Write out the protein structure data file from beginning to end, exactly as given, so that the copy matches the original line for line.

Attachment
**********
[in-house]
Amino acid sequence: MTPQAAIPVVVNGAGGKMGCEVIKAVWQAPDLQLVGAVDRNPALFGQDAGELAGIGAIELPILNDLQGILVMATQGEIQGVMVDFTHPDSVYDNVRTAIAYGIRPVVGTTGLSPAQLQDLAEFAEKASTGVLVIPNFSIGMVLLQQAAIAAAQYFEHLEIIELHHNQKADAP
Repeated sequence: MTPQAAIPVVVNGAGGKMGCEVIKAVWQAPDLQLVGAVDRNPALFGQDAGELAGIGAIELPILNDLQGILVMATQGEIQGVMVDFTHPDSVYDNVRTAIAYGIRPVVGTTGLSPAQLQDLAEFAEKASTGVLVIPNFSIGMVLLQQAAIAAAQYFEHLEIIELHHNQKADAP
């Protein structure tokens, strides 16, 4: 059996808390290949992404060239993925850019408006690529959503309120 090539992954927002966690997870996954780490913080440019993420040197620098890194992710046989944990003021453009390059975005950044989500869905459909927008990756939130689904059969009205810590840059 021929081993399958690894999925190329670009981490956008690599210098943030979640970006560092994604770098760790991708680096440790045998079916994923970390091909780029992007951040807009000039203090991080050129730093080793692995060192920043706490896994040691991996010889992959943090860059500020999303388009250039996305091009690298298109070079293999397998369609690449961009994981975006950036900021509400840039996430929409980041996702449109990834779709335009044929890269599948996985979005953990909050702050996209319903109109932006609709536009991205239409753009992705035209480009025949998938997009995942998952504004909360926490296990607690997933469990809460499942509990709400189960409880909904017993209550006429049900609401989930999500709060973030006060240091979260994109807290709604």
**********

[in-house]
Amino acid sequence: MTPQAAIPVVVNGAGGKMGCEVIKAVWQAPDLQLVGAVDRNPALFGQDAGELAGIGAIELPILNDLQGILVMATQGEIQGVMVDFTHPDSVYDNVRTAIAYGIRPVVGTTGLSPAQLQDLAEFAEKASTGVLVIPNFSIGMVLLQQAAIAAAQYFEHLEIIELHHNQKADAP
Repeated sequence: MTPQAAIPVVVNGAGGKMGCEVIKAVWQAPDLQLVGAVDRNPALFGQDAGELAGIGAIELPILNDLQGILVMATQGEIQGVMVDFTHPDSVYDNVRTAIAYGIRPVVGTTGLSPAQLQDLAEFAEKASTGVLVIPNFSIGMVLLQQAAIAAAQYFEHLEIIELHHNQKADAP
């Protein structure tokens, strides 16, 4: 059996808390290949992404060239993925850019408006690529959503309120 090539992954927002966690997870996954780490913080440019993420040197620098890194992710046989944990003021453009390059975005950044989500869905459909927008990756939130689904059969009205810590840059 021929081993399958690894999925190329670009981490956008690599210098943030979640970006560092994604770098760790991708680096440790045998079916994923970390091909780029992007951040807009000039203090991080050129730093080793692995060192920043706490896994040691991996010889992959943090860059500020999303388009250039996305091009690298298109070079293999397998369609690449961009994981975006950036900021509400840039996430929409980041996702449109990834779709335009044929890269599948996985979005953990909050702050996209319903109109932006609709536009991205239409753009992705035209480009025949998938997009995942998952504004909360926490296990607690997933469990809460499942509990709400189960409880909904017993209550006429049900609401989930999500709060973030006060240091979260994109807290709604």